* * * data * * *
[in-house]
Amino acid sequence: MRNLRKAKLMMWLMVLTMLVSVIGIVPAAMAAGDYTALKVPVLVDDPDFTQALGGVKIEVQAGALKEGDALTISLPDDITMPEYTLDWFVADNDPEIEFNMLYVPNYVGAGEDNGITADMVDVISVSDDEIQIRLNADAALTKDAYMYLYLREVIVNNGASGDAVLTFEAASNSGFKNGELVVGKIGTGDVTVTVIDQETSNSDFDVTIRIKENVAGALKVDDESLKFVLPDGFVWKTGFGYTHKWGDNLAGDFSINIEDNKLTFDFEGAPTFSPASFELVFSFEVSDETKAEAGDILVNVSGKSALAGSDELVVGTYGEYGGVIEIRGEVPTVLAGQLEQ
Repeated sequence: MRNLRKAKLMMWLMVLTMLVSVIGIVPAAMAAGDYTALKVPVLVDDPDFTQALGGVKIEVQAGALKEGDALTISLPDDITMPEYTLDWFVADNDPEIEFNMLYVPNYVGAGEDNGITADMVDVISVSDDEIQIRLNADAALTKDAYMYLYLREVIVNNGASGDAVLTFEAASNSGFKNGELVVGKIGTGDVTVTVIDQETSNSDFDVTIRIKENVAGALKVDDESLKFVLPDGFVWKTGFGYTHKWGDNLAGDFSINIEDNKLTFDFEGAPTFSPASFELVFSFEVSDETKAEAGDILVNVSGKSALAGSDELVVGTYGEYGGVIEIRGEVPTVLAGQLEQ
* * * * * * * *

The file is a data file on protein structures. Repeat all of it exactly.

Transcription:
[in-house]
Amino acid sequence: MRNLRKAKLMMWLMVLTMLVSVIGIVPAAMAAGDYTALKVPVLVDDPDFTQALGGVKIEVQAGALKEGDALTISLPDDITMPEYTLDWFVADNDPEIEFNMLYVPNYVGAGEDNGITADMVDVISVSDDEIQIRLNADAALTKDAYMYLYLREVIVNNGASGDAVLTFEAASNSGFKNGELVVGKIGTGDVTVTVIDQETSNSDFDVTIRIKENVAGALKVDDESLKFVLPDGFVWKTGFGYTHKWGDNLAGDFSINIEDNKLTFDFEGAPTFSPASFELVFSFEVSDETKAEAGDILVNVSGKSALAGSDELVVGTYGEYGGVIEIRGEVPTVLAGQLEQ
Repeated sequence: MRNLRKAKLMMWLMVLTMLVSVIGIVPAAMAAGDYTALKVPVLVDDPDFTQALGGVKIEVQAGALKEGDALTISLPDDITMPEYTLDWFVADNDPEIEFNMLYVPNYVGAGEDNGITADMVDVISVSDDEIQIRLNADAALTKDAYMYLYLREVIVNNGASGDAVLTFEAASNSGFKNGELVVGKIGTGDVTVTVIDQETSNSDFDVTIRIKENVAGALKVDDESLKFVLPDGFVWKTGFGYTHKWGDNLAGDFSINIEDNKLTFDFEGAPTFSPASFELVFSFEVSDETKAEAGDILVNVSGKSALAGSDELVVGTYGEYGGVIEIRGEVPTVLAGQLEQ